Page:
The rumor started circulating on political blogs just hours after Alaska Governor Sarah Palin's veep candidacy had been announced: that her four-month-old with Down Syndrome, Trig, was actually the child of her 17-year-old daughter Bristol. Partisans and gossip mavens emailed each other the "clues": a supposed “baby bump” in photographs, Bristol's holding baby Trig at her mother's first appearance with John McCain and a supposed five-month absence from Wasilla High School (her parents told school administrators that it was a case of mononucleosis). The rumor had apparently circulated among Alaskans for months but picked up speed Friday when a contributor to the Daily Kos, a heavily-trafficked liberal-leaning blog, posted an entry on the subject, asking whether the blog should be investigating the rumors of Bristol being Trig's parent.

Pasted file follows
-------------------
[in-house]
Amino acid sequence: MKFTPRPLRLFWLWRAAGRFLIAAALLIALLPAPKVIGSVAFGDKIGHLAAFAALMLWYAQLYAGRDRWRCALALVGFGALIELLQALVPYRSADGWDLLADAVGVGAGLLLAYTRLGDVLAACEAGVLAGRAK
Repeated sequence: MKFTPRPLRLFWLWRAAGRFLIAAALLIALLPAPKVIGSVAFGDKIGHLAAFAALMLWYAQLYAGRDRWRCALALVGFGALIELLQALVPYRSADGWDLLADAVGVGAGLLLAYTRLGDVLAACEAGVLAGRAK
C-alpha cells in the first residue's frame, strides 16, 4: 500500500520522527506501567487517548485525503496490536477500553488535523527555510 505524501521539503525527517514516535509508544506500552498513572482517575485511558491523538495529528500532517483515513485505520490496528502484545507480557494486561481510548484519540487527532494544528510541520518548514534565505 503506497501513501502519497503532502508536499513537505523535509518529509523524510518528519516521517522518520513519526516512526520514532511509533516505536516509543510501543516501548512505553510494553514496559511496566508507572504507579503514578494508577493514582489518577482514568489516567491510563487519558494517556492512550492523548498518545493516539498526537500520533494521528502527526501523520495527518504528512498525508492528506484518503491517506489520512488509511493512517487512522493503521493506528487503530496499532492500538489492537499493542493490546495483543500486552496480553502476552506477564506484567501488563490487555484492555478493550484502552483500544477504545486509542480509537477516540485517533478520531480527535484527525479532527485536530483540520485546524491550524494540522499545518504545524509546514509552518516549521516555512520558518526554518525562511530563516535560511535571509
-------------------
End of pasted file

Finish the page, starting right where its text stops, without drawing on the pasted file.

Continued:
When Sarah Palin and the McCain campaign came out with a statement Monday morning refuting the rumors, they broke some startling news of their own: that Bristol is currently five months pregnant. "Our beautiful daughter Bristol came to us with news that as parents we knew would make her grow up faster than we had ever planned. We are proud of if Bristol's decision to have her baby, and even prouder to become grandparents," wrote Palin and her husband, Todd. The McCain campaign claims to have been aware of the pregnancy when Palin was selected as a running mate. Obama declined to comment on the issue, telling reporters at a campaign stop in Michigan that "people's families are off limits and people's children are especially off limits." But the blogosphere lit up again; Kos himself (a NEWSWEEK contributor) used the news as an opportunity to inveigh against abstinence education; Washington, D.C.-based Wonkette drew comparisons to the John Edwards affair, while a handful of blogs on motherhood hashed out how much Palin's approach to parenting might have figured in her daughter's pregnancy.